• Pile Ups 

Multiple car accidents, or pile ups, can often be extremely dangerous and, it’s incredibly easy to find yourself involved if you’re not paying attention to the road. As well as posing a great risk to drivers, multiple car accidents are a major headache for road crews and other drivers who will often face delays.  

Avoid becoming part of a pile up by maintaining a sensible distance from other vehicles and by keeping an eye on your speed. It’s also sensible to closely monitor road and weather conditions, to amend your driving accordingly. 

  • Head on Collision

The most dangerous of all driving accidents, head on collisions, are thankfully relatively rare in the UK and tend to happen mostly on poorly lit rural roads with lots of twists and bends.  

These occur when two vehicles collide while travelling in opposite directions and, these are particularly dangerous even when one or each vehicle has airbags.  

The first thing to do to avoid a head on collision is to cut your speed, particularly when driving along roads with blind bends. Avoiding distractions is also common sense in these situations as your attention should be firmly on the road.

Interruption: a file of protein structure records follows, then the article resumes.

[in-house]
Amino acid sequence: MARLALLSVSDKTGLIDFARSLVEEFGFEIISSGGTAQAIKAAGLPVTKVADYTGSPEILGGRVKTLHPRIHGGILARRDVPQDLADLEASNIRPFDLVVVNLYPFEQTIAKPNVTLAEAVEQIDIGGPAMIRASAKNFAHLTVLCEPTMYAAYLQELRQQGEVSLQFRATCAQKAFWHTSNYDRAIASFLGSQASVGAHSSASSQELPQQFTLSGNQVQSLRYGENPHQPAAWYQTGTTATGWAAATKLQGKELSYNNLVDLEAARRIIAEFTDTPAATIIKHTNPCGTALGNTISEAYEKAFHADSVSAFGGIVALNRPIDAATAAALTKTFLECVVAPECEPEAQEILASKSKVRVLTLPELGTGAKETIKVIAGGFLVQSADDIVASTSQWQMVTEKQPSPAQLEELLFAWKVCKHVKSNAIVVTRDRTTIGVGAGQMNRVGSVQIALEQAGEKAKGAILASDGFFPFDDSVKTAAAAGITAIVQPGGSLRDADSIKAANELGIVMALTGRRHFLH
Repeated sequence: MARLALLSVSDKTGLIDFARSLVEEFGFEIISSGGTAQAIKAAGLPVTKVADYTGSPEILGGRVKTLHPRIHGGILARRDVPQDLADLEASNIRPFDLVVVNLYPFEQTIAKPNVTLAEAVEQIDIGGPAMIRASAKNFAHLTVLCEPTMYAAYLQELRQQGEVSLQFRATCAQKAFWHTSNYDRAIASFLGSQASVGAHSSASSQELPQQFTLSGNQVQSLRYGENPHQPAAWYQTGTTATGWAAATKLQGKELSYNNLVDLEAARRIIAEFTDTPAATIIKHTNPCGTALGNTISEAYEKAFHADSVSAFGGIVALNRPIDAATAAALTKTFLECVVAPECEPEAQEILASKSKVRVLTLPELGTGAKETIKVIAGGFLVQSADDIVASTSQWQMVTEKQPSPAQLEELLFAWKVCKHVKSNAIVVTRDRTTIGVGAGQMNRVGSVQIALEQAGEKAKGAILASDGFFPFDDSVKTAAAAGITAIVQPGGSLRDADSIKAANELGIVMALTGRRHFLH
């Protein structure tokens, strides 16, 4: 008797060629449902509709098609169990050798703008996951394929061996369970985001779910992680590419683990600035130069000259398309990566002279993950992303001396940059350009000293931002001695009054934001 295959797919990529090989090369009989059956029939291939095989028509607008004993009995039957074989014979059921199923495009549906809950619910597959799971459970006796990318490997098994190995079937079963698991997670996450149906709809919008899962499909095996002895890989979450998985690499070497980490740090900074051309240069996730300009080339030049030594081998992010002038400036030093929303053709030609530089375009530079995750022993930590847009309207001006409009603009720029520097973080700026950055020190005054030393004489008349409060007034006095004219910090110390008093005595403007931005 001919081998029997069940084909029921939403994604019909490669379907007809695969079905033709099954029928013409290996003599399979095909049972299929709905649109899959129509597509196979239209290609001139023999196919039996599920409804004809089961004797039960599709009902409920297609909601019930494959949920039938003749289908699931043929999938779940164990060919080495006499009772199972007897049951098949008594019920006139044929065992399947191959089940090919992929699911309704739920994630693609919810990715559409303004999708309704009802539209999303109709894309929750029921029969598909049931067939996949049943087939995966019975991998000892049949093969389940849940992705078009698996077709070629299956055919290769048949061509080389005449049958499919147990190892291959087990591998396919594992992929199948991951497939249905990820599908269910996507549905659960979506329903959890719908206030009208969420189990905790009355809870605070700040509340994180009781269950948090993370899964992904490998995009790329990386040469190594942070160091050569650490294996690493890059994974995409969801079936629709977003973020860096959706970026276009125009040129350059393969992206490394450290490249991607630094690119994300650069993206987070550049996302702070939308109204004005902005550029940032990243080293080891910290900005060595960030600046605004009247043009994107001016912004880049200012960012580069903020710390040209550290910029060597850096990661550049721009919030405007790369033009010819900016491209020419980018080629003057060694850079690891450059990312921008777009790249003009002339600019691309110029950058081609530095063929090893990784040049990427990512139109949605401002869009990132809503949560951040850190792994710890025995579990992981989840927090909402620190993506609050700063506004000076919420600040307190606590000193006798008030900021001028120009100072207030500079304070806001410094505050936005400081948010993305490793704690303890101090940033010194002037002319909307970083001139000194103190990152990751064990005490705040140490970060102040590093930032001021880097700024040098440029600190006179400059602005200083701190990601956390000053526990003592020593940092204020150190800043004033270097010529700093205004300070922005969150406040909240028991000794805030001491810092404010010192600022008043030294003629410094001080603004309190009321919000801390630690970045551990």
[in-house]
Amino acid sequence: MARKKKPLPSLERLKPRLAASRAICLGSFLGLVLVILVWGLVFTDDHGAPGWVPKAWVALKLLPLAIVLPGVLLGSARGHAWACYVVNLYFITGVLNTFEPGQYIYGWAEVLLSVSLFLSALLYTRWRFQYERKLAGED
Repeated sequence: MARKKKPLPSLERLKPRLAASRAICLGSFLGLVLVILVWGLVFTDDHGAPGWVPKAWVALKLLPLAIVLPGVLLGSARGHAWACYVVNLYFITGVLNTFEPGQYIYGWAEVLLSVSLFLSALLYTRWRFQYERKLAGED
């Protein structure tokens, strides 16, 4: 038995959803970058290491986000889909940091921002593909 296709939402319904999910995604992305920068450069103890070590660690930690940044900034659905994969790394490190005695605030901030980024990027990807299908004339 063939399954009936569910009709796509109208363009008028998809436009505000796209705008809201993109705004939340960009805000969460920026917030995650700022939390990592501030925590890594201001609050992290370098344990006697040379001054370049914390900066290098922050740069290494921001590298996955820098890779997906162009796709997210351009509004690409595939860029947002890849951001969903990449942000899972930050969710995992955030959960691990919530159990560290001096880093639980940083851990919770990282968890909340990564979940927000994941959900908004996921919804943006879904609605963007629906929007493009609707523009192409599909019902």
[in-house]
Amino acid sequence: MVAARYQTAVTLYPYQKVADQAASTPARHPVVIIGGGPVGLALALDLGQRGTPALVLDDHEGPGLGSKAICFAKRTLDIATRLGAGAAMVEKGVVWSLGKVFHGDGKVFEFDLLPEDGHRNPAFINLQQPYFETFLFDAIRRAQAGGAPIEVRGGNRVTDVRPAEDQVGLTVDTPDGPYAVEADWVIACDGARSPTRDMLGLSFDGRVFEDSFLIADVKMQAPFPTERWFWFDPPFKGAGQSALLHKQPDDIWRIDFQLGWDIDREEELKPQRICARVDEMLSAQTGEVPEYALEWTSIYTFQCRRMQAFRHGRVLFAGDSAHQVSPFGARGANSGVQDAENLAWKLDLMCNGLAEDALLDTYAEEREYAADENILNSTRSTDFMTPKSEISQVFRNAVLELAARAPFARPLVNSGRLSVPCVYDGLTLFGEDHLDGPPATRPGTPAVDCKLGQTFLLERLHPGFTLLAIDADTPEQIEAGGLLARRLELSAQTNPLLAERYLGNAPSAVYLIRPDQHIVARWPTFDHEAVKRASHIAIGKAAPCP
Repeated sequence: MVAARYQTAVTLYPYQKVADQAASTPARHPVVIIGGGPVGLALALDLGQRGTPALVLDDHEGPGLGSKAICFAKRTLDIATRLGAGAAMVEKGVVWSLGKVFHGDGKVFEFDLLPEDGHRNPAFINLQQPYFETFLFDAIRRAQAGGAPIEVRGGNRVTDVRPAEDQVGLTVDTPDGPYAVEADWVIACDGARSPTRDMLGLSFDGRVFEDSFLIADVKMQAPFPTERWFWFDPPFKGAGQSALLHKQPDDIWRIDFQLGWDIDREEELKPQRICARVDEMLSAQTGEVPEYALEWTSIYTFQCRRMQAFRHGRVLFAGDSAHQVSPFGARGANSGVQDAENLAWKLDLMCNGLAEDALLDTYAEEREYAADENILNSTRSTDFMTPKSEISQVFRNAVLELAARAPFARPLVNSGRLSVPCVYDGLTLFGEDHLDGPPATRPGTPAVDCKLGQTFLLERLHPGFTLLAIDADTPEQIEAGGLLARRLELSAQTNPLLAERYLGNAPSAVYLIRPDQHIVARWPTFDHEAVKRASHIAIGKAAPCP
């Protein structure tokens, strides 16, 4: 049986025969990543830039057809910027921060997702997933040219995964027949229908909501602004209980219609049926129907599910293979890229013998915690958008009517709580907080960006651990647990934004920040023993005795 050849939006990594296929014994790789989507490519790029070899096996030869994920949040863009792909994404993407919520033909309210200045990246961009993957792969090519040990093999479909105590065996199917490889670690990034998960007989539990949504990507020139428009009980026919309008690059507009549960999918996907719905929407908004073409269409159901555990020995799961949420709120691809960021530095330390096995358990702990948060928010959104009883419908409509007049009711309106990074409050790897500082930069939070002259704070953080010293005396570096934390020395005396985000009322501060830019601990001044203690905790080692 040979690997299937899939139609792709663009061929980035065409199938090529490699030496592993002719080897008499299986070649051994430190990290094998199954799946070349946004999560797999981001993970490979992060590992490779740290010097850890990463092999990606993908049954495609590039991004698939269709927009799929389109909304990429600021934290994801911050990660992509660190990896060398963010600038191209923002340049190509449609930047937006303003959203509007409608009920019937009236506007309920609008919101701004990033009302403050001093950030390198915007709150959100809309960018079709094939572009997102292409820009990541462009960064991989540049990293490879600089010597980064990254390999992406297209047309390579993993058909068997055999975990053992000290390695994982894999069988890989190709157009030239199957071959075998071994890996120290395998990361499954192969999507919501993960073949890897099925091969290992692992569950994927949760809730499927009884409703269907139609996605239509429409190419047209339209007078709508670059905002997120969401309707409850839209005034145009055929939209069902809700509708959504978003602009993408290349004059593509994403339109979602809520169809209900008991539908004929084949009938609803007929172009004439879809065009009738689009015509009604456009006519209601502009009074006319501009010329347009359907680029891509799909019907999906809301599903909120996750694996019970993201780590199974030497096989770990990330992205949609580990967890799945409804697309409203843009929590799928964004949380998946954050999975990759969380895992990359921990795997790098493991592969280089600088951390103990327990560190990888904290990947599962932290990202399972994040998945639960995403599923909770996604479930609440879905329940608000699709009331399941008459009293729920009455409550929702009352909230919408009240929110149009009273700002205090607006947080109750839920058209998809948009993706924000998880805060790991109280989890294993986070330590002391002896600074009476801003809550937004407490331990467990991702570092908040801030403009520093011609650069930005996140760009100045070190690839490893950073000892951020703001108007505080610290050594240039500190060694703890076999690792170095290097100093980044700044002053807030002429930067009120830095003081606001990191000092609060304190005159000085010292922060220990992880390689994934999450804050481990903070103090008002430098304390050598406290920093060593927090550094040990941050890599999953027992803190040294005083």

On dimly lit, bendy roads, you’ll want to make sure that your headlights are in good working order so that you use them properly to warn oncoming drivers of your presence. A head on collision is the one car accident which is most likely to result in the death of the driver and / or passenger.

For ultimate safety, remember the basics…

Being a safe road user means not only getting into good driving habits but, also, putting faith in the other drivers around you. These days, we have many tools at our disposal such as Satnav systems, parking and reversing systems and traffic light and alert systems.  

While these tools are all extremely useful, they’re no substitute for good old-fashioned common sense. Getting into the habit of driving without distractions, wearing a seatbelt and keeping an eye on weather forecasts will all stand you in good stead when it comes to avoiding serious accidents.  

Having said that, with the best will in the world, the occasional accident is likely to happen. Because of this, it’s a good idea to keep an accident kit in the car containing a first aid kit, water, and a blanket to use in the event that you need to wait for roadside recovery or the emergency services in the event of an accident.